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Chemical tankers operation - voyage planning & required stowage guideline

Prior commencement of a voyage a ship master is by law and in practice ultimately responsible for the correct stowage of the cargo. He must take all parameters such as, but not limited to, the following when deciding on which tanks to use for the stowage of a particular cargo;

  1. Stress, stability, trim and list
  2. Certificate of Fitness (check the list of chemicals attached to the certificate and confirm that the ship is certified to carry the cargo)


  3. IBC/BCH Code to be referenced and the carriage requirements of the cargo noted along with IMO classification etc
  4. Charterer’s requirements for the cargo
  5. If more than one tank is required, the total volume of the tanks chosen should as near as possible be the same, but not less than, the total volume of cargo, keeping dead space and ullage to a safe minimum.
  6. Certificate of Class to be cross-checked for ensuring chosen tanks have sufficient strength for high density cargoes
  7. Tank coating compatibility
  8. Heating requirements
  9. Heat adjacent restriction for the cargo
  10. Cargo sensitivity to adjacent tanks being heated or hot water washed
  11. Compatibility of different cargoes in adjacent tanks or common cargo piping, pumping or ventilation systems
  12. Last cargo compatibility; permission by charterers received especially when loading vegetable oils (FOSFA rules). Tank cleaning requirements
  13. Shipping Documents for each cargo to load
  14. MSDS for each cargo
  15. Antidotes and Toxic Gas detectors for the cargoes being handled as applicable
  16. Crew familiarity with the cargo to be handled


Cargo Quantities

The cargo quantities are planned by the Master and checked in relation to the voyage orders with regard to:
  1. Loading capacity (load calculation)
  2. International Load Line Zones in trading area
  3. Sheer force and bending moment stresses during the various stages of loading and discharging
  4. Draft and passage limitations en route, canals and in ports of destination


Filling limits of cargo tanks

Filling limits of cargo tanks is due to:

1) Load density limit of cargo tanks against cargo density

2) Density of cargo at maximum voyage temperature or discharge temperature against load temperature

3) IBC code limit of cargo quantity for ship Type 1 and 2 tanks.

4) FOSFA restrictions for minimum filling limits (>60% volume in order to consider last cargo) The filling limits of the cargo tanks due to temperature variations and overfill limits shall be complied with as per IBC code. In additions vessel shall comply filling limit restrictions due load density limits of cargo tanks as per Certificate of Class and Stability manual.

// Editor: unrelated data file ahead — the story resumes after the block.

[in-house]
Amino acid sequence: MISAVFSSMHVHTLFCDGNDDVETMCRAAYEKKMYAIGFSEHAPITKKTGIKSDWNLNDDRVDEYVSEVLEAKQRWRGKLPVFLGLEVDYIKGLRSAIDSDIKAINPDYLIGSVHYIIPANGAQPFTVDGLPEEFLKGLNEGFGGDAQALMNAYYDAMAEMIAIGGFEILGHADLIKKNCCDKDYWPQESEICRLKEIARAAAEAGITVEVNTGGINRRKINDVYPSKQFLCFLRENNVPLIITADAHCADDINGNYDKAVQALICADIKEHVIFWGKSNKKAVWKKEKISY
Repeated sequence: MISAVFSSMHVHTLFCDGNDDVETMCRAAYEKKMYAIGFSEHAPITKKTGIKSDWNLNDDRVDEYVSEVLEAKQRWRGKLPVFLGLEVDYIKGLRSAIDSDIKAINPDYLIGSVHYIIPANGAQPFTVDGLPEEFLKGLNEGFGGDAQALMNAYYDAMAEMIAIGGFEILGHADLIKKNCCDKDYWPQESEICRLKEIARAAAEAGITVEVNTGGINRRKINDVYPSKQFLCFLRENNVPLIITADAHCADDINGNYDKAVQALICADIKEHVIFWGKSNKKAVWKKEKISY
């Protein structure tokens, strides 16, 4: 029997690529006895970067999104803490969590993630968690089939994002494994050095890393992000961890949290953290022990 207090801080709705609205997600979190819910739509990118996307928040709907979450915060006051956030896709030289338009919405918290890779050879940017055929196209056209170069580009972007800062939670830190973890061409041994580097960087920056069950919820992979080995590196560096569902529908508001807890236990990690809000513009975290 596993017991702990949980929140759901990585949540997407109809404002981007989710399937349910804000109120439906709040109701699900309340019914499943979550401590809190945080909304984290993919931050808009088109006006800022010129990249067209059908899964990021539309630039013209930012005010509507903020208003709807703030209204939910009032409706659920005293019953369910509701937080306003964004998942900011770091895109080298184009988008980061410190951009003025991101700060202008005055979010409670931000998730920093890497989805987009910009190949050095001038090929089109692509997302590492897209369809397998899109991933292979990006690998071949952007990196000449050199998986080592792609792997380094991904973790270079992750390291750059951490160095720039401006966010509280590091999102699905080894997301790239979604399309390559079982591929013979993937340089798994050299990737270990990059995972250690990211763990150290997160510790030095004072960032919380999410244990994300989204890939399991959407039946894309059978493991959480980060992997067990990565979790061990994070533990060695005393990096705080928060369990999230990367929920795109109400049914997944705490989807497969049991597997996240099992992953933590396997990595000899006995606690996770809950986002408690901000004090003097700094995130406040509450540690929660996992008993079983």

Cargo Quantity Options

Abbreviations are used in the instructions expressed as percentages and as follows:

Cargo equipment defects

It is the Master’s responsibility to inform the management office immediately regarding any cargo equipment defects which might influence cargo stowage. This is to prevent cargo commitments being made to which cannot be adhered to as a consequence of these defects.



Stowage Limitations of Cargo Tank Structure and Fittings on Chemical Ships

Attention should be paid to stowage limitations due to cargo tank structures and their fittings, i.e. the specifications of a cargo tank will limit product weights and quantities which can be loaded in that tank. Refer to ship specific Certificate of Fitness, also the BCH/IBC Codes, for lists of cargoes and tank types suitable for their carriage.

Oil and Hazardous Material Transfer Procedure

Prior to each transferring of oil or hazardous cargo to or from the vessel and from tank to tank within the vessel the Chief Officer has to prepare and submit to the Master for approval an Oil or Hazardous Material Transfer Procedure as required by 33 CFR 155.720. The contents of Transfer Procedure should comply with the requirements detailed in 33 CFR 155.750.

Typical voyage orders will contain the following elements: The Master must advise the management office of any doubt, disagreement or inability to comply, with the instructions.

Product tanker bow mecca
Fig:Product tanker bow mecca

It is the responsibility of the Master to plan equipment and supplies for the intended voyage such as, but not limited to the following:

The following reference publications provide useful information :



Related Info:

Cargo handling safe practice for chemical products

Ship & terminal pre-loading meeting prior loading /discharging

Cargo compatibility and reactivity of various chemical cargo

Poisoning and required first aid treatment onboard

Determining presence of contaminants in chemical cargo

Checklist for handling dangerous liquid chemicals in bulk








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